TheMMXInstructionSet - The MMX Instruction Set The MMX...

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The MMX Instruction Set Beta Draft - Do not distribute © 2001, By Randall Hyde Page 1113 The MMX Instruction Set Chapter Eleven 11.1 Chapter Overview While w orking on the Pentium and Pentium Pro processors, Intel w as also de v eloping an instruction set architecture e xtension for multimedia applications. By studying se v eral e xisting multimedia applications, de v eloping lots of multimedia related algorithms, and through simulation, Intel de v eloped 57 instructions that w ould greatly accelerate the e x ecution of multimedia applications. The end result w as their multimedia e xtensions to the Pentium processor that Intel calls the MMX T echnology Instructions. Prior to the in v ention of the MMX enhancements, good quality multimedia systems required separate digital signal processors and special electronics to handle much of the multimedia w orkload 1 . The introduc - tion of the MMX instruction set allo wed later Pentium processors to handle these multimedia tasks without these e xpensi v e digital signal processors (DSPs), thus lo wering the cost of multimedia systems. So later Pentiums, Pentium II, Pentium III, and Pentium IV processors all ha v e the MMX instruction set. Earlier Pentiums (and CPUs prior to the Pentium) and the Pentium Pro do not ha v e these instructions a v ailable. Since the instruction set has been a v ailable for quite some time, you can probably use the MMX instructions without w orrying about your softw are f ailing on man y machines. In this chapter we will discuss the MMX T echnology instructions and ho w to use them in your assembly language programs. The use of MMX instructions, while not completely limited to assembly language, is one area where assembly language truly shines since most high le v el languages do not mak e good use of MMX instructions e xcept in library routines. Therefore, writing f ast code that uses MMX instructions is mainly the domain of the assembly language programmer . Hence, it’ s a good idea to learn these instructions if you’ re going to write much assembly code. 11.2 Determining if a CPU Supports the MMX Instruction Set While it’ s almost a gi v en that an y modern CPU your softw are will run on will support the MMX e xtended instruction set, there may be times when you w ant to write softw are that will run on a machine e v en in the absence of MMX instructions. There are tw o w ays to handle this problem – either pro vide tw o v ersions of the program, one with MMX support and one without (and let the user choose which program the y wish to run), or the program can dynamically determine whether a processor supports the MMX instruction set and skip the MMX instructions if the y are not a v ailable. The fi rst situation, pro viding tw o dif ferent programs, is the easiest solution from a softw are de v elop - ment point of vie w . Y ou don’ t actually create tw o source fi les, of course; what you do is use conditional compilation statements (i.e., #IF ..#ELSE. .#ENDIF) to selecti v ely compile MMX or standard instructions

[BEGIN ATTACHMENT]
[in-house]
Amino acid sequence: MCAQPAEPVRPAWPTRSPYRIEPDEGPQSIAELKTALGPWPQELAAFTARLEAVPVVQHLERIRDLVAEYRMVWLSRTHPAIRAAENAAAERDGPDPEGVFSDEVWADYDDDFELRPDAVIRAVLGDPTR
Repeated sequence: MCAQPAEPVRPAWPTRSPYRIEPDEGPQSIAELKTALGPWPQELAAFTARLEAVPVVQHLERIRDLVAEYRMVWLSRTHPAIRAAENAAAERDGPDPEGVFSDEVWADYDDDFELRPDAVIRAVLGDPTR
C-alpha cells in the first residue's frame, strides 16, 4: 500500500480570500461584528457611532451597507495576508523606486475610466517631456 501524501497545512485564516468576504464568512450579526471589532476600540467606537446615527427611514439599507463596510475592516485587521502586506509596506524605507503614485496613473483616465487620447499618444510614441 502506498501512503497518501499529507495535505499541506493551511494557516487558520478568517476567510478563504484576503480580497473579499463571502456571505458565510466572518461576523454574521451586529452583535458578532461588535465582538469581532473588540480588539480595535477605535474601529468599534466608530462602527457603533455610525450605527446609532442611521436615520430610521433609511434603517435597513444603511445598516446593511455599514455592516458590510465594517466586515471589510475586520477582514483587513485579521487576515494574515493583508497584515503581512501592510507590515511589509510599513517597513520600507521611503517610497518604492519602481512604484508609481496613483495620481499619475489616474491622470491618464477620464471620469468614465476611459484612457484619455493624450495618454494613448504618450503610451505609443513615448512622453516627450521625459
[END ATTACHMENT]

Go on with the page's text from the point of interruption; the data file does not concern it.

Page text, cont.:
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This note was uploaded on 08/08/2011 for the course CS 101 taught by Professor Jitenderkumarchhabra during the Summer '11 term at National Institute of Technology, Calicut.

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TheMMXInstructionSet - The MMX Instruction Set The MMX...

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